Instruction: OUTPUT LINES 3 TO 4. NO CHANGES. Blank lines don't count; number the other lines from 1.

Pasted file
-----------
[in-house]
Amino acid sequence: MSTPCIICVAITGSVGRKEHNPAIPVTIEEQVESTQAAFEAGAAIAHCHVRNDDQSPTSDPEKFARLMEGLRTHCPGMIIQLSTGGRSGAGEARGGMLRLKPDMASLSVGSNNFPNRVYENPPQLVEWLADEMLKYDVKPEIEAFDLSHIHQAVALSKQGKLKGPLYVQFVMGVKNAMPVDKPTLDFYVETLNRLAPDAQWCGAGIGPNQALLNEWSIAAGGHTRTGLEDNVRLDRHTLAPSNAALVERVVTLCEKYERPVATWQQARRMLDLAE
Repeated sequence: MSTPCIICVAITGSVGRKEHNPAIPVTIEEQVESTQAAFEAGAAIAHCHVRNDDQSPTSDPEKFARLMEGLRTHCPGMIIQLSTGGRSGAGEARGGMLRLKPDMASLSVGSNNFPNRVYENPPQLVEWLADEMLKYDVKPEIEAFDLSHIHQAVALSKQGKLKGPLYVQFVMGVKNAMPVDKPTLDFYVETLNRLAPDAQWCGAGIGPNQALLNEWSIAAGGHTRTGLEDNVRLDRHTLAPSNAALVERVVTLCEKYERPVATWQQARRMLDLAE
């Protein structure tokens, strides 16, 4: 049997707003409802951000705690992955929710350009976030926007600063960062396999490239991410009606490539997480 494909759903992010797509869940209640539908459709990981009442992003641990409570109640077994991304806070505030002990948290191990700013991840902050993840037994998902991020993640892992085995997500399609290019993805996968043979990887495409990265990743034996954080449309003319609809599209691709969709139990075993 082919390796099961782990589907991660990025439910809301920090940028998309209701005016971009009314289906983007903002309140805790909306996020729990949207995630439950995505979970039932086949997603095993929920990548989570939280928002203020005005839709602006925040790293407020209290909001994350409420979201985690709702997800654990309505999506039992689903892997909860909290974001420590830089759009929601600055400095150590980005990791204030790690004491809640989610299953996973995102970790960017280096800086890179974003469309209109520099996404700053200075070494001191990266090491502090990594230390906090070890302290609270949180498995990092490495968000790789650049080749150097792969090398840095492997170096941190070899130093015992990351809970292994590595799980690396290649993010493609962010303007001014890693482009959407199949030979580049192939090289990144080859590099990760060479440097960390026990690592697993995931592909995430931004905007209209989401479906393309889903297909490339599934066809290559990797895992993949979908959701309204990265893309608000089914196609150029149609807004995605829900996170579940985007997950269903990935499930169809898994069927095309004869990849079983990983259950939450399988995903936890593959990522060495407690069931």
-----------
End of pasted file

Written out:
Repeated sequence: MSTPCIICVAITGSVGRKEHNPAIPVTIEEQVESTQAAFEAGAAIAHCHVRNDDQSPTSDPEKFARLMEGLRTHCPGMIIQLSTGGRSGAGEARGGMLRLKPDMASLSVGSNNFPNRVYENPPQLVEWLADEMLKYDVKPEIEAFDLSHIHQAVALSKQGKLKGPLYVQFVMGVKNAMPVDKPTLDFYVETLNRLAPDAQWCGAGIGPNQALLNEWSIAAGGHTRTGLEDNVRLDRHTLAPSNAALVERVVTLCEKYERPVATWQQARRMLDLAE
């Protein structure tokens, strides 16, 4: 049997707003409802951000705690992955929710350009976030926007600063960062396999490239991410009606490539997480 494909759903992010797509869940209640539908459709990981009442992003641990409570109640077994991304806070505030002990948290191990700013991840902050993840037994998902991020993640892992085995997500399609290019993805996968043979990887495409990265990743034996954080449309003319609809599209691709969709139990075993 082919390796099961782990589907991660990025439910809301920090940028998309209701005016971009009314289906983007903002309140805790909306996020729990949207995630439950995505979970039932086949997603095993929920990548989570939280928002203020005005839709602006925040790293407020209290909001994350409420979201985690709702997800654990309505999506039992689903892997909860909290974001420590830089759009929601600055400095150590980005990791204030790690004491809640989610299953996973995102970790960017280096800086890179974003469309209109520099996404700053200075070494001191990266090491502090990594230390906090070890302290609270949180498995990092490495968000790789650049080749150097792969090398840095492997170096941190070899130093015992990351809970292994590595799980690396290649993010493609962010303007001014890693482009959407199949030979580049192939090289990144080859590099990760060479440097960390026990690592697993995931592909995430931004905007209209989401479906393309889903297909490339599934066809290559990797895992993949979908959701309204990265893309608000089914196609150029149609807004995605829900996170579940985007997950269903990935499930169809898994069927095309004869990849079983990983259950939450399988995903936890593959990522060495407690069931």